Women in Aviation History
Local women will discuss their experiences on June 19
…by Patricia Doheny | May 30, 2012, 5:39 p.m.
The public feared flying when Betty Riley Stockard was hired by United as one of the first airline Stewardesses in 1942 shortly after Pearl Harbor. United employed pretty young women as Stewardesses on flights hoping the public would think if the young women were willing to fly, it must be safe. It worked.
To ensure the youthful image of the Stewardesses, there were restrictions: they must be between five feet two inches and five feet five inches tall, weigh less than one hundred twenty-five pounds, be twenty-one-years-old, single, and have no dependents. When they married, they must retire.
When Jean Fitchitt became a Northwest Stewardess in the early 1960s, the requirements were similar to Stockards’ with the addition of a signed statement that the Hostess would leave by age thirty-two.
In the 1940s Stockard was expected to dress in uniform; a light blue skirt, jacket, white blouse, and blue hat. In the 1960s, Fitchitt experienced a variety of uniforms: micro-minies, white serving jackets, Hawaiian mumus, and Japanese Kabuki jackets. After 1971 Fitchitt recalls the uniforms became more professional and classic-looking.
In 1942 Stockard’s title was Airline Hostess or Stewardess. Fitchitt recalls these titles remained until 1971when men started getting hired and the title changed to gender-neutral Cabin Attendants and then Flight Attendants.
In 1942, Stockard flew DC3s that carried 21 passengers and could fly from Seattle to Denver in five-and-a-half-hours, leaving her lots of time to visit each person and memorize their names. DC3s could not fly over turbulence but must fly through it making the cabin bounce and passengers get airsick.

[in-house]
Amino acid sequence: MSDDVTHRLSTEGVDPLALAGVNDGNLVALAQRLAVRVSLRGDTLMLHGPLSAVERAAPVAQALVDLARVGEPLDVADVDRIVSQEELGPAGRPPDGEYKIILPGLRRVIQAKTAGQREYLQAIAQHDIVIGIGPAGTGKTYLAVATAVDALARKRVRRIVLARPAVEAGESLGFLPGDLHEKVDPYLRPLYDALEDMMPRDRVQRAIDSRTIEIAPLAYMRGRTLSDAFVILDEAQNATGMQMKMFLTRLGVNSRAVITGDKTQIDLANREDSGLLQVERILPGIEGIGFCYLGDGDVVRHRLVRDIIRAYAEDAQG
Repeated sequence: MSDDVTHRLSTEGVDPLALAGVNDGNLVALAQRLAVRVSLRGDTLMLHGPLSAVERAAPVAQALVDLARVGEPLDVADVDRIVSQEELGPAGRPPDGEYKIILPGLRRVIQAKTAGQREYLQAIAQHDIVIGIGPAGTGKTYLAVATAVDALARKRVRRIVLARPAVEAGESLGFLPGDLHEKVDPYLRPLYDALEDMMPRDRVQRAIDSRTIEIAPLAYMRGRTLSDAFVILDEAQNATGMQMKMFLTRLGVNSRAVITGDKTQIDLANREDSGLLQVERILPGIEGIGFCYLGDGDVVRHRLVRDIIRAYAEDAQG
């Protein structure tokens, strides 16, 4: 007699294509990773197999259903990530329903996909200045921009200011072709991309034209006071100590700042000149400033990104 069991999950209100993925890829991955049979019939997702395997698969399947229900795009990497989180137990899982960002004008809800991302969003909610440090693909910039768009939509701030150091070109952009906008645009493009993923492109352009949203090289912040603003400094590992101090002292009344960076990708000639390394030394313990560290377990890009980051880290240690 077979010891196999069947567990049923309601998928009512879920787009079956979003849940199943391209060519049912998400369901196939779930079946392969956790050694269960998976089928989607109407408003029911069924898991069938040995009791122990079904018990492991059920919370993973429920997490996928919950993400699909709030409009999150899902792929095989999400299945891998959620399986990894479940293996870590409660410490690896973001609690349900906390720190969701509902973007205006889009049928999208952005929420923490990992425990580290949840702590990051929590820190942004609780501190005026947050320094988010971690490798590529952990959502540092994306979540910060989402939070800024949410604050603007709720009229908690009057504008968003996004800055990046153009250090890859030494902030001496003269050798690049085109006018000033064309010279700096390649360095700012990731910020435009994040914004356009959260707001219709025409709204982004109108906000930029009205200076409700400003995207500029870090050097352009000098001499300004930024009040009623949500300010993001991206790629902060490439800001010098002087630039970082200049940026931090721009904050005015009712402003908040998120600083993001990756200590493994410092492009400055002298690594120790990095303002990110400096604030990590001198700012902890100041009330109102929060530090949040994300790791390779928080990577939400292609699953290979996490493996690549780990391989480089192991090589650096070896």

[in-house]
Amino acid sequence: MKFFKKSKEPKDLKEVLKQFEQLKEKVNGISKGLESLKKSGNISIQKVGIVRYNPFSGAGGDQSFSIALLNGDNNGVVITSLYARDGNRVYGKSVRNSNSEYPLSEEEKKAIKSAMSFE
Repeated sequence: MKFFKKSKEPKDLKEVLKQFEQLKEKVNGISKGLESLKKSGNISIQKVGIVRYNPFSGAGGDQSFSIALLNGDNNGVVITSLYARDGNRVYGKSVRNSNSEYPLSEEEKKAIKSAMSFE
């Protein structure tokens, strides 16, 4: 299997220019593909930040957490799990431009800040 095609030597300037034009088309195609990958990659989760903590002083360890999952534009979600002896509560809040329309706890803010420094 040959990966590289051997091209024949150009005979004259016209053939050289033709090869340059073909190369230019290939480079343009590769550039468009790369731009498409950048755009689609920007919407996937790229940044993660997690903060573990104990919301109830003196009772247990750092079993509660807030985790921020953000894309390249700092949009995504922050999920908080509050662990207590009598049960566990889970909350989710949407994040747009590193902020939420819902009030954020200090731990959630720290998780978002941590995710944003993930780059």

From the 1970s, Fitchitt flew 747 jumbo jets that carried three to four hundred passengers, traveling coast-to-coast and internationally. Jumbo Jets could fly over or through turbulence with minimal bouncing. There was no time to memorize passenger’s names, except in First Class.
As for personal experiences, Stockard remembers a military group flying for the first time, how excited they were calling to each other to “look at this,” out the windows. They hit turbulence and the DC3 began bouncing. The men thought the plane was going to crash. She knew if one of the men got airsick they would all get sick. She stood in the bouncing plane explaining that this was normal for DC3s during a storm and that they weren’t going to crash. The men still looked afraid. Then one man from this all-black military group began to sing a spiritual. They all joined in. They sang for an hour until the storm stopped. Not one man got airsick.
Fitchitt encountered celebrities including Martin Luther King, but a highlight for her was flying the Minnesota Viking Football Player Charter. The Vikings were known as the Purple People Eaters with quarter back Fran Tarkington and players Karl Eller, Jim Marshall, Allen Page, and Gary Larsen. She flew with the players to all the games and got tickets to the home games.
Betty Stockard, Jean Fitchitt and Karleen Tetit, a current female airline pilot, will be speaking about their experiences in aviation history on June 19, 2012 from 7 to 9pm at the Des Moines Senior Center, 2045 S. 216th St. Suggested donation is $2. For information call 206-878-1642.
This article appeared in the June 2012 issue of Northwest Prime Time, the Puget Sound region’s monthly publication celebrating life after 50.